Exhibition: Italian Renaissance And Northern Artists (Essay Sample)
Answer the following essay and short answer question. You may only consult your class notes, textbooks, readings, image lists as well as other resources posted on Mindtap and LMS. Evidence of any other research (Internet or otherwise) will count against your grade. Please make sure you properly cite the textbook, articles and class notes when you use them.
I. Essay (4-5 pages). You are curating an exhibition.
a. Choose four or Five works, studied In this class that come from different time periods and movements (preferably drawn from those in bold on the image lists, but not required) and that represent a theme or trend in visual language, art, and society that we (or the textbook) have discussed.
2. Essay explaining the theme of your exhibition Defend why these work well to illustrate your theme or illuminate a development of that theme. Address how you would install the works and which works you might hang next to one another. Explain political, social, philosophical, and aesthetic context as well as the role/function of art and visual language for that society and artist.
3. Checklist of works (artist, title, date, medium, style or movement) with a short description of each as you might find in a Museum label.
4. Issues to consider in comparing the works might include: the change in attitude toward naturalism and perspective; the role of ancient Greece and Rome; the relationship between religion and individuality. The “exhibition” theme can revolve around a political social or intellectual shift, and/or the changing relationship between patron, artist, and society. Make sure to address the role of humanism as it pertains to your theme and chosen works (without making it the exhibition theme).
Italian Renaissance influenced Northern artists who adapted religious theme when Italians pursued secular interests and southern art influence extended to Mannerism and Baroque art. In the leading artistic centers in like Rome and Florence, the presence of the Catholic Church was commonplace, where art and religion were more intertwined when compared to Northern Europe. In the works Double Portrait of Giovanni Arnolfini and his Wife, Last Judgment, The Last Supper, and Christ with the Sick around Him, Receiving the Children, the Catholic Church influenced art, but the Northern European artists were more independent and their pursuit of religious themes personal.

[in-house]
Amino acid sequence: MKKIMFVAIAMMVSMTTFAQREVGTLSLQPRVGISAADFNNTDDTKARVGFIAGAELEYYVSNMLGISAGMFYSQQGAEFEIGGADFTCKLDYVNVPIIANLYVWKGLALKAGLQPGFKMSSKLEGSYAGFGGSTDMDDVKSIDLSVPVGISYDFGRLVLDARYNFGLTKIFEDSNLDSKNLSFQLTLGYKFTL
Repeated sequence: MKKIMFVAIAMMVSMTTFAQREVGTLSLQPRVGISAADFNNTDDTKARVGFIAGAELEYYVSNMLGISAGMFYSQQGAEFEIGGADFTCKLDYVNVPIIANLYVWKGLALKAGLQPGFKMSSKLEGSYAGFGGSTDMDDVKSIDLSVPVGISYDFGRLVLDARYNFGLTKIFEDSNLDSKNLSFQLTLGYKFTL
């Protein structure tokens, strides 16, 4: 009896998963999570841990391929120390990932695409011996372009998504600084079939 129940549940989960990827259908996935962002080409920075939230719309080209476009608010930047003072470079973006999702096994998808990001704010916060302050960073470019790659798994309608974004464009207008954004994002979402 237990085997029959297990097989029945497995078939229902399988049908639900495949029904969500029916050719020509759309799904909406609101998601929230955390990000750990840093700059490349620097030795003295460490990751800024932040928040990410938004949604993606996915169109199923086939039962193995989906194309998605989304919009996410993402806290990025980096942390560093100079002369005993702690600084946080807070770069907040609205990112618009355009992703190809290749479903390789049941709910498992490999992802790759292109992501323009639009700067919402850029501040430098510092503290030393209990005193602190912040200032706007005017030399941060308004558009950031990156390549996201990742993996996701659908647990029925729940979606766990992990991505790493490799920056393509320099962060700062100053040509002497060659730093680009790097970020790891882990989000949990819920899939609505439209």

In Jan van Eyck, Double Portrait of Giovanni Arnolfini and his Wife 1434 the art of portraiture became more prominent from the 15th century. Van Eyck represented a Lucca financier in the painting an agent of the Medici family and his wife to be in a Flemish bedchamber and there are religious elements highlighting the sanctity of marriage vows (Kleiner 402). The Flemish painters depicted many objects and nothing was insignificant and Van Eyck showed people and objects that would appear to the naked eye, but Italian artist only illustrated few items. In van Eyck’s painting, there is a little dog, lighted candle, chandelier, a person’s image on the mirror, the couple, and the bedroom window is open.
The Giovanni Arnolfini and His Bride painting are the first in the exhibition, as the spread of Renaissance influenced Northern humanists, where Renaissance culture was adapted to the local conditions. The work of Van Eyck shows that the Northern European Renaissance artists were concerned with ancient learning like Italian Renaissance and reforming the church, unlike Italian Renaissance artists focused more on secular interests. The religious awakening in Northern Europe was also led by Protestants and Van Eyck’s painting depicts an idealized version of marriage, privacy, intimacy, and prosperity.
Among the Italian humanists, there were concerns for human values and interests, that were distinct, but not opposed to religion’s values, and humanists praised classical cultures that they were inspired by Latin literature (Kleiner 419). Unlike the previous period were religious was the most common, Renaissance humanism art depicted pagan sculptures and subject matter since during Renaissance the artists were more open to representing the natural world and humanism. Italians also painted mythical subjects and were more likely to depict monuments unlike painters from Flanders like van Eyck. Secular interests were predominant in Italy, but non-Italian Renaissance painters focused on more religious themes as they were interested in more Scriptural Christianity.
Michelangelo’s Last Judgment, 1536-41 was a papal commission that for the Sistine Chapel and represented Christ as a judge who oversees the world, and there are other symbols of the passion for Christ (Kleiner...
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